2008-08-16 / News

Key decisions still need to be made for water system

By Scott Rawdon

BUCKEYE LAKE - A lot's been done, but there's a lot to do. Kevin Wood, vice president of M•E Companies - a Westerville based engineering firm designing the Village of Buckeye Lake's public water distribution systemupdated council on the progress of the water system Monday night. Wood said many of the necessary steps are accomplished, but the village must act quickly on other steps to meet construction and funding deadlines.

Wood said so far the village accomplished the following:

The village has all Ohio EPA Permits to Install (PTIs). A PTI is a detailed plan approval, which allows the village to begin competitive bidding and construction.

The Capability Assurance Plan is complete. It's an important planning document outlining system costs and a requirement for funding assistance.

On the critical funding issue, Wood said an application for a $500,000 Community Development Block Grant has been submitted. Ohio EPA assistance has been approved. He said M•E Companies is completing an Ohio Public Works Commission grant application for an additional $300,000 to $400,000.

Wood said soil borings and structural plans are complete. Electrical plans should be completed by the end of August, and specifications and contract agreements may be completed by the end of September.

Council members weren't ready to set a date for a public meeting for residents to tell engineers where water lines should connect to their home or business. This is important for the residents to tell the engineers, said Wood, because the residents pay for the water line from their home or business to the line passing their property. The shorter the distance, the less it will cost.

"People who live in those houses know what's underground" on their own property, said Mayor Frank Foster.

Council member Shelly Small commented the village still doesn't know what to do about supplying water to privately owned roads. Originally, council members wanted to have a public meeting near the end of August, but decided to delay the meeting because there are too many issues to cover.

"In order to stay on schedule, we have to move quickly," said Foster.

Wood said the village still must distribute and collect water user agreements and create water rate legislation.

In other council news:

• Resident Bonnie Mansfield asked council members to consider passing an ordinance to regulate cats. She said the village is a dumping ground for strays, particularly since many people know she cares for them; Mansfield operates the BARK (Bonnie's Animal Rescue and Kennels) animal shelter. She said she is paying for the spaying and neutering of cats from her own pocket and it needs to stop. Spaying and neutering renders cats unable to have or father kittens.

Mansfield's proposal, which is based on an ordinance from Mansfield, Connecticut, coincidentally, requires cat owners to spay or neuter cats six months old or older, unless the owner has a permit not to do so. Impounded cats would also be spayed or neutered.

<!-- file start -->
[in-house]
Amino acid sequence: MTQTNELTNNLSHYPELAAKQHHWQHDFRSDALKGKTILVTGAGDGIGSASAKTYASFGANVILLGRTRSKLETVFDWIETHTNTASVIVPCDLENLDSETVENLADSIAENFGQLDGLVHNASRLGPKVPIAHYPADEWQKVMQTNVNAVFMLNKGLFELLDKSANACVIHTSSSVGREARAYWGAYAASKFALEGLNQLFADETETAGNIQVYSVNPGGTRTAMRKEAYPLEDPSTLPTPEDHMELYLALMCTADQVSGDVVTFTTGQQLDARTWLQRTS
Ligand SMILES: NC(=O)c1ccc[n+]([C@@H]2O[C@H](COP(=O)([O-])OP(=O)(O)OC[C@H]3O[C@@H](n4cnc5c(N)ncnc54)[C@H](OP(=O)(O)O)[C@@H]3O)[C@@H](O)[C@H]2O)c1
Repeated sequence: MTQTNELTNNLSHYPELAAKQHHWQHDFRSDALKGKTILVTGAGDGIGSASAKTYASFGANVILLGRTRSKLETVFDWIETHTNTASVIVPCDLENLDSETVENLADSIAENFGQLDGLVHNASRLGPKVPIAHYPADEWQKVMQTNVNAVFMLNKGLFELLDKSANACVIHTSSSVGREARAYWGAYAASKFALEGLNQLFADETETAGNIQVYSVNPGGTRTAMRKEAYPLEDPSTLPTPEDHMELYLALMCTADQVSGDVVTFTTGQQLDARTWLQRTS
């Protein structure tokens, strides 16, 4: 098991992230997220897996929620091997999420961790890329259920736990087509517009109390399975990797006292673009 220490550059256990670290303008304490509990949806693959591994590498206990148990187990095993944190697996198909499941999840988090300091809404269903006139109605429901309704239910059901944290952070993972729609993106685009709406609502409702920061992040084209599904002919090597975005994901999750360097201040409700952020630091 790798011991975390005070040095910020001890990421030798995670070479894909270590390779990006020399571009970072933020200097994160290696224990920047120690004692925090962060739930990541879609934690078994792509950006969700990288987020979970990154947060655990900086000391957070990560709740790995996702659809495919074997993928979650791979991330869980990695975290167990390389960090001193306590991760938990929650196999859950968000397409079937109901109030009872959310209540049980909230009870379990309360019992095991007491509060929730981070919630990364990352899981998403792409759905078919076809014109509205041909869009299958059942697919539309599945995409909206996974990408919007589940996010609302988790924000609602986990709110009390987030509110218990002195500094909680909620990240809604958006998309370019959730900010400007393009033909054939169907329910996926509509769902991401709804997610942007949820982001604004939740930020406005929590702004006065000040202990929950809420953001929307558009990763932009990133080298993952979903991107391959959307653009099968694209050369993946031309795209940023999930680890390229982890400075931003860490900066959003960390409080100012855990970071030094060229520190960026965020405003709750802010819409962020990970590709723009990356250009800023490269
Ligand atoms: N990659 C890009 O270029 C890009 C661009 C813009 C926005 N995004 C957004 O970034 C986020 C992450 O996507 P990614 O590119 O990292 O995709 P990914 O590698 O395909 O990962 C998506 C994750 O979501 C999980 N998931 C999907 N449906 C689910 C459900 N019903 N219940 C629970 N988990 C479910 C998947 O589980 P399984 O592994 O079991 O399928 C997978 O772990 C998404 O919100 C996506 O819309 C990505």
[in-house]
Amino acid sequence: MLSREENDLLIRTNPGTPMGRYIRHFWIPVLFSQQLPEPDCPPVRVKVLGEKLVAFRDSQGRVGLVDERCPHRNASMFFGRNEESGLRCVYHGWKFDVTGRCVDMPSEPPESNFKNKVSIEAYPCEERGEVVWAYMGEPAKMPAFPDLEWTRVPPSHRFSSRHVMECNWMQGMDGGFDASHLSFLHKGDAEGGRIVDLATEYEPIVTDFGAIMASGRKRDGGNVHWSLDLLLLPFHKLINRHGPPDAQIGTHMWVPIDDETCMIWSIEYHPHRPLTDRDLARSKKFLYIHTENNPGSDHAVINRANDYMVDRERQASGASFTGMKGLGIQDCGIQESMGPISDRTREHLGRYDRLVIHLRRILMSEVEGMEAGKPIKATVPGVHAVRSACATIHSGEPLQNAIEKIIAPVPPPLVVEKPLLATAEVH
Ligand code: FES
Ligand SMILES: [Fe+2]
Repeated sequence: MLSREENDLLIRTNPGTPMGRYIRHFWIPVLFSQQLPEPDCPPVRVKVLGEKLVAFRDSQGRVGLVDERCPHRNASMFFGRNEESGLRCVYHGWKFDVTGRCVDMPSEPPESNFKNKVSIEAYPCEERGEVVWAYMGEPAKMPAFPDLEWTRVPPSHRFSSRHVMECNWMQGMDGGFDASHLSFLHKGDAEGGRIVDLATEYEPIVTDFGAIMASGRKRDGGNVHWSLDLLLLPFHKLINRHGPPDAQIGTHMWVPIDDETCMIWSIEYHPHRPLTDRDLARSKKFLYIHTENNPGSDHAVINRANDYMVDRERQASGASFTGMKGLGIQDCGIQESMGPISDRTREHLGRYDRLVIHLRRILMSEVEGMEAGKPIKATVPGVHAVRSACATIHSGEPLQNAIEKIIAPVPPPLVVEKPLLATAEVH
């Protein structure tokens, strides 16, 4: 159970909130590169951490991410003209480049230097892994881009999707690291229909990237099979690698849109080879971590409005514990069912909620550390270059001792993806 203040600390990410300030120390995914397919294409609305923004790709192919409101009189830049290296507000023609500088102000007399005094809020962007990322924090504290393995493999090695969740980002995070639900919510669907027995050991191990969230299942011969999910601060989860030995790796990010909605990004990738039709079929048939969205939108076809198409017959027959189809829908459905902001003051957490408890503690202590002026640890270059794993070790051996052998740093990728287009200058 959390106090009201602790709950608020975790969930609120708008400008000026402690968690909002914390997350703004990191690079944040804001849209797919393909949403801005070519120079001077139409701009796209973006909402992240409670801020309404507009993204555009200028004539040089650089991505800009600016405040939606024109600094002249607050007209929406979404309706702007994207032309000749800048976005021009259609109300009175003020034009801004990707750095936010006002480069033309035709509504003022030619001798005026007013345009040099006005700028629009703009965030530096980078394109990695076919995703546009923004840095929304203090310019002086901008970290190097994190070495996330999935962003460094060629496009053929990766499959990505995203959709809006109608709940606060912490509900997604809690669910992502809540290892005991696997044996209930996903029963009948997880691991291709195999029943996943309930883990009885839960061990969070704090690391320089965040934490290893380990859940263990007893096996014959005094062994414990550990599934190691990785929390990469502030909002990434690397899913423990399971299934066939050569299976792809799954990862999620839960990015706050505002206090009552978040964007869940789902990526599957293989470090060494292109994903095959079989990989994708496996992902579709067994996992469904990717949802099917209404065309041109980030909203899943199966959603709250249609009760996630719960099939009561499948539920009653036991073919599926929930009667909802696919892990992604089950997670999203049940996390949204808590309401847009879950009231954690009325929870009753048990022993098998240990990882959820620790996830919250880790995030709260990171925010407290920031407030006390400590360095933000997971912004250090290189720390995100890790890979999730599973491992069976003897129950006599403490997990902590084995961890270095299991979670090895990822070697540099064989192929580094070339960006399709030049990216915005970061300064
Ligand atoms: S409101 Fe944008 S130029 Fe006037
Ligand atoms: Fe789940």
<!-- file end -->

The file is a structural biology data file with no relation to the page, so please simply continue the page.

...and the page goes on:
Mansfield said someone was claiming to round up stray cats to take to the humane society, but was instead possibly torturing them before killing them. This person has charges pending. "Please, please consider this," Mansfield said to council.

"The cat problem is bad and it always will be," said council member Donna Thompson, who agreed that nonresidents are dumping cats in the village. Council members agreed to consider the ordinance.

• Zoning Inspector Rod Riley thanked the village for placing the village's cleanup costs on the taxes of two properties; one was charged $212 and the other $243. Village employees mowed the properties' lawns and cleared debris from the yards after formal orders to do so were ignored. Council clerk Tim Matheny said village workers spent at least four hours on each property.

"There are a lot of people getting a heads up," said Riley, who hoped these incidents would encourage others to maintain their properties.

• Council member Hilde Hildebrandt said there were only 30 hours of no police coverage in July, as opposed to 114 hours in June. When village police are not on duty, the Licking County Sheriff's Office, the Ohio State Highway Patrol, and the Union Township Police are available to respond to calls.

Foster said Police Chief Ron Small was injured off-duty and may be recovering from knee surgery for several weeks.

• Former council member Peggy Wells asked Foster if the village plans to install storm sewers when the streets are torn up to install water lines. She believes the storm sewers should be upgraded at the same time to minimize street repair costs. Foster said it's not a good idea to place a storm sewer in the same trench with a water line, and the water lines will be in trenches just six inches wide. Storm sewers require wider trenches.

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